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Although the full impact of family immigration status on children’s health in the US is poorly understood, there are known barriers to healthcare access for the country’s approximately 11.4 million undocumented immigrants. Understanding parent/caregiver knowledge, attitudes, perceptions, and beliefs about how their own and their children’s immigration status affects their children’s ability to live a healthy life with adequate healthcare supports may help identify opportunities to improving immigrant children’s well-being.


This study aims to 1) explore pediatric caregiver knowledge, attitudes, and beliefs regarding impacts of immigrant status on healthcare and 2) describe health and social needs of families for whom one or more caregivers has undocumented immigration status and preferred methods for resource connections among undocumented caregivers.


In this qualitative study, we are interviewing and administering an online demographic survey to up to 30 caregivers attending a pediatric health visit. Inclusion criteria are Spanish-speaking, Latin/Hispanic caregivers who are 18 years and older and have no social security number. Enrollment began April 2023 (16 interviews completed to date, with a goal of 20 total). Data is collected anonymously. Interviews are conducted with a qualified bilingual interpreter and are audio recorded, then transcribed and translated verbatim. We are using an inductive, thematic analysis approach. Each transcript is coded independently by 2 team members. The 3-member coding team meets regularly to iteratively refine the interview guide and codebook, resolve coding discrepancies through transcript review and discussion, and identify data saturation. Codes will be organized into themes and subthemes, then refined by the full study team, which includes practicing clinicians, qualitative methods experts, medical Spanish interpreters, and a native Spanish-speakingculture and language coach. We will summarize demographic data will be summarized with descriptive statistics. We will complete interviews and data analysis by March 2024.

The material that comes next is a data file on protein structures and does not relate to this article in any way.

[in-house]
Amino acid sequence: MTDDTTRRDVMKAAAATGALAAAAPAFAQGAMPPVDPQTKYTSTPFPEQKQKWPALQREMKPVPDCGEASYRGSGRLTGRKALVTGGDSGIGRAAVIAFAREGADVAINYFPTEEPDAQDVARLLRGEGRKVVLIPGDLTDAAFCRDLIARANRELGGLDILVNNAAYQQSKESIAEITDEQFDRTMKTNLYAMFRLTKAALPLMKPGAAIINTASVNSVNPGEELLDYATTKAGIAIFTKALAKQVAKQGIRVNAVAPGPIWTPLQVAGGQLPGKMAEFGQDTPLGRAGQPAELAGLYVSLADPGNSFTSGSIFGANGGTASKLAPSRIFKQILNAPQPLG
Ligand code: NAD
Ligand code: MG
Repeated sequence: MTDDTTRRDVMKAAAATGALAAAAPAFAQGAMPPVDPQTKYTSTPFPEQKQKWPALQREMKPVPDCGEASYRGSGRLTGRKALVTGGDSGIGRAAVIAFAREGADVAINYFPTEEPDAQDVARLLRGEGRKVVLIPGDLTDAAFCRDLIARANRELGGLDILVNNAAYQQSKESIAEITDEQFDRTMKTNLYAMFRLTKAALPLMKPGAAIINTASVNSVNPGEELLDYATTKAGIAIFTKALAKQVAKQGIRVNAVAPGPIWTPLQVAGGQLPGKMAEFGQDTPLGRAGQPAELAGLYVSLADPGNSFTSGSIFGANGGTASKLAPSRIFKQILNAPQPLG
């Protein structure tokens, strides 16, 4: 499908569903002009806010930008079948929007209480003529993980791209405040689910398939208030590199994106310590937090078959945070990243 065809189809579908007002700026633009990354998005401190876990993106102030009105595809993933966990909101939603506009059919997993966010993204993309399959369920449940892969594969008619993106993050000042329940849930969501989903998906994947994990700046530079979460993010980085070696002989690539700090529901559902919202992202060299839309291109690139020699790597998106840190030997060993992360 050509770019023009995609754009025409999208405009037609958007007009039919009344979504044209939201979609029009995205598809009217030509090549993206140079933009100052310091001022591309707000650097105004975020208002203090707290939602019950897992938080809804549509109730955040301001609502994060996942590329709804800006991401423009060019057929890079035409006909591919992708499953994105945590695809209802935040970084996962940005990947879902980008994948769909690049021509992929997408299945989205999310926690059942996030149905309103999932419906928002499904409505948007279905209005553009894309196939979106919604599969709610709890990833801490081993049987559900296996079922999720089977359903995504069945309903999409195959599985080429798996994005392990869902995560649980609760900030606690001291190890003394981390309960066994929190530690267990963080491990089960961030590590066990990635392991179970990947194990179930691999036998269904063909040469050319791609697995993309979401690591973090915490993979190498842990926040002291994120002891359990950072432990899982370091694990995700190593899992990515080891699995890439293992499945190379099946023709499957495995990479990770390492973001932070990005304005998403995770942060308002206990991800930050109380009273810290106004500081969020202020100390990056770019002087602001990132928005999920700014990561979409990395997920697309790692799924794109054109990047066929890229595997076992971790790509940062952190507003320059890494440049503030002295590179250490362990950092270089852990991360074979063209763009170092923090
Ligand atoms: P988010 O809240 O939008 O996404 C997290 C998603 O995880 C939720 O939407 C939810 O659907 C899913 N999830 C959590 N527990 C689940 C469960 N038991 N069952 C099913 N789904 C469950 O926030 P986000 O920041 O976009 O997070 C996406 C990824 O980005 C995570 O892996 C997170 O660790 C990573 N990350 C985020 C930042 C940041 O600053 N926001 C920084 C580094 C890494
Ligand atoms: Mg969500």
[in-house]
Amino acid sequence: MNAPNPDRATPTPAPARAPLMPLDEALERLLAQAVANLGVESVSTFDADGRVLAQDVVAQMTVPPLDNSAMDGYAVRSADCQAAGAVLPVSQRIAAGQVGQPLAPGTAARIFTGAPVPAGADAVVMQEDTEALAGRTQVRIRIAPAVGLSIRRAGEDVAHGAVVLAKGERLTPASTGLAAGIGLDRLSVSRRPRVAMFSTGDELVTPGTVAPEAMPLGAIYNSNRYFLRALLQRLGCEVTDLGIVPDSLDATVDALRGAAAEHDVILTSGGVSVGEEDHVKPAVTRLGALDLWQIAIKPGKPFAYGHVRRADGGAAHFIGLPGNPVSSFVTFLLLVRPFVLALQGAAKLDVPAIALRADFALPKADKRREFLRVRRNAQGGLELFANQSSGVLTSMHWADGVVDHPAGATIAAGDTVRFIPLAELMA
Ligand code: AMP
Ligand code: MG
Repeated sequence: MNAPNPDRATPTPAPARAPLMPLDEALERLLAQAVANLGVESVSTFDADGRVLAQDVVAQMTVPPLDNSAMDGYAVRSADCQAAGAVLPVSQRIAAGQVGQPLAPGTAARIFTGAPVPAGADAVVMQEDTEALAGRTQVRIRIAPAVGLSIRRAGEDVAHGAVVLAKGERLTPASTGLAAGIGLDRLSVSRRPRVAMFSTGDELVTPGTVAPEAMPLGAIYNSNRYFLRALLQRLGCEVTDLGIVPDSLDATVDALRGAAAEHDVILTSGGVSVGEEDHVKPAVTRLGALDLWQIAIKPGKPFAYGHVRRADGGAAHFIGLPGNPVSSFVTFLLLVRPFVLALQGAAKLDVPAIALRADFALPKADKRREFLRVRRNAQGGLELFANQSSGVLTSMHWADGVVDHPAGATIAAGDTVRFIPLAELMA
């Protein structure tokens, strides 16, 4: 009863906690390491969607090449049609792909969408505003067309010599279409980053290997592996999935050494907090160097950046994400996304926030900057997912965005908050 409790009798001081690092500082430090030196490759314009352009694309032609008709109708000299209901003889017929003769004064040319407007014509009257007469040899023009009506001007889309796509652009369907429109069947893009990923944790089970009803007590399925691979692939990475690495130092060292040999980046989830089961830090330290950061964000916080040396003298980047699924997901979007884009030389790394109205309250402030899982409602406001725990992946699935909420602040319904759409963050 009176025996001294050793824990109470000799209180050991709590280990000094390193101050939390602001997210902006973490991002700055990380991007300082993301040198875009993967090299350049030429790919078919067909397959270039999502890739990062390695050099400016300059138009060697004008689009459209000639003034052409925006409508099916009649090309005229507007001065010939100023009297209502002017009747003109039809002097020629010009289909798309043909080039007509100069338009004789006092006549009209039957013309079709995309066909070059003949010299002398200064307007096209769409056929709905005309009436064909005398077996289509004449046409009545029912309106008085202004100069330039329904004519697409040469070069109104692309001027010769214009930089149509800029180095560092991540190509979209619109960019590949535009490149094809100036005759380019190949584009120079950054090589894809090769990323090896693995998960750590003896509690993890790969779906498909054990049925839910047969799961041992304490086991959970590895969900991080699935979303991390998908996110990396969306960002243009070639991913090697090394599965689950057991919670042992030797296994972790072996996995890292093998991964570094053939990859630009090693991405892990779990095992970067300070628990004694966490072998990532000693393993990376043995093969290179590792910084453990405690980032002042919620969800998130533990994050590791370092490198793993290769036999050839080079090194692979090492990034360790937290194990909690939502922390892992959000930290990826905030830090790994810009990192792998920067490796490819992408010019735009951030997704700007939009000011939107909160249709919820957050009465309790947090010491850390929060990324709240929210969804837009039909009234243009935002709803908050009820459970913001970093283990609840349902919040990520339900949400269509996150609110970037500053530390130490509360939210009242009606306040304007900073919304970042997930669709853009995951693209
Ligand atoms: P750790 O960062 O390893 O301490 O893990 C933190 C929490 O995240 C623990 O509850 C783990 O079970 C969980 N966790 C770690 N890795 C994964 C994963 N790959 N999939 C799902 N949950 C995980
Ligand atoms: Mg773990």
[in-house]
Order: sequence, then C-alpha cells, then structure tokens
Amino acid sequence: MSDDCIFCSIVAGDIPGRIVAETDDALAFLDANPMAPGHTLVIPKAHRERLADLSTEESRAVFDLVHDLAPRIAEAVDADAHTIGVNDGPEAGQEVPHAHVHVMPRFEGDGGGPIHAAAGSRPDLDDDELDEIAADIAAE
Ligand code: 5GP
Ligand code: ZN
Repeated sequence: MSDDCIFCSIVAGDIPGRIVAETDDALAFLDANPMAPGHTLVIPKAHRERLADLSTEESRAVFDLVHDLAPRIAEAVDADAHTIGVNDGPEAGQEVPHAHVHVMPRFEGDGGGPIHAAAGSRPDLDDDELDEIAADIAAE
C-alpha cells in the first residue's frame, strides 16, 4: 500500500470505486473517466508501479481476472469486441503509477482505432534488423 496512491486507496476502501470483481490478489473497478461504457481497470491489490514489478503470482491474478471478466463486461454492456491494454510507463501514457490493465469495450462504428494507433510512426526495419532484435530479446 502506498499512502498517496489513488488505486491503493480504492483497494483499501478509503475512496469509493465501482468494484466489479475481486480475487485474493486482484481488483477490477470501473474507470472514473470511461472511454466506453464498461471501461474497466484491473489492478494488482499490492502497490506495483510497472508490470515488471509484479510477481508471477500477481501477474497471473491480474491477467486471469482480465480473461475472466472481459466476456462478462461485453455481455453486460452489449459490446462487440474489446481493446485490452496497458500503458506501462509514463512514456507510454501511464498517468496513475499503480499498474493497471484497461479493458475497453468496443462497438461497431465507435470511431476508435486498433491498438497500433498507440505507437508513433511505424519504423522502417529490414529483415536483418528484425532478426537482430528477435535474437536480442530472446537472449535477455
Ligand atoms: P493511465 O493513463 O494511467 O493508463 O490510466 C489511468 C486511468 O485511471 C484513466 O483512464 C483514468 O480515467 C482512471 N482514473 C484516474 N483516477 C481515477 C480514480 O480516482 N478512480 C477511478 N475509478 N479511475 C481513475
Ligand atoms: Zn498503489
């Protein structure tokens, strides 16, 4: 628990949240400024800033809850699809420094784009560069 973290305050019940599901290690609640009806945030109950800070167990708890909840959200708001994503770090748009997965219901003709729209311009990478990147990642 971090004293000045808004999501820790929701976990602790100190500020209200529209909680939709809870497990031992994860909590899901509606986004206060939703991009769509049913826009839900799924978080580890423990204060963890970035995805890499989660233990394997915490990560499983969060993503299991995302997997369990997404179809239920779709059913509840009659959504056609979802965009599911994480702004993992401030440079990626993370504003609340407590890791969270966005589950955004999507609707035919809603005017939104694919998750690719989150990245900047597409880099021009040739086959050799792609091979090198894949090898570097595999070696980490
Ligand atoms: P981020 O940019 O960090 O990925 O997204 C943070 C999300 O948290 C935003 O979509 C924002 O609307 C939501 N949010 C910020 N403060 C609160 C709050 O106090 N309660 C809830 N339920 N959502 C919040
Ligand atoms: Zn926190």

Coding is currently in process, but early themes include fears related to immigration/immigration status, logistics of disclosure (to whom to disclose to, where to disclose, etc.), how to increase comfort with disclosure, how immigration status effects access to resources, and what resources immigrant families need in the Kansas City area. These will be refined, analyzed, and summarized by March 2024.

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Pediatric Caregiver Perspectives on Immigration Status in the Healthcare Setting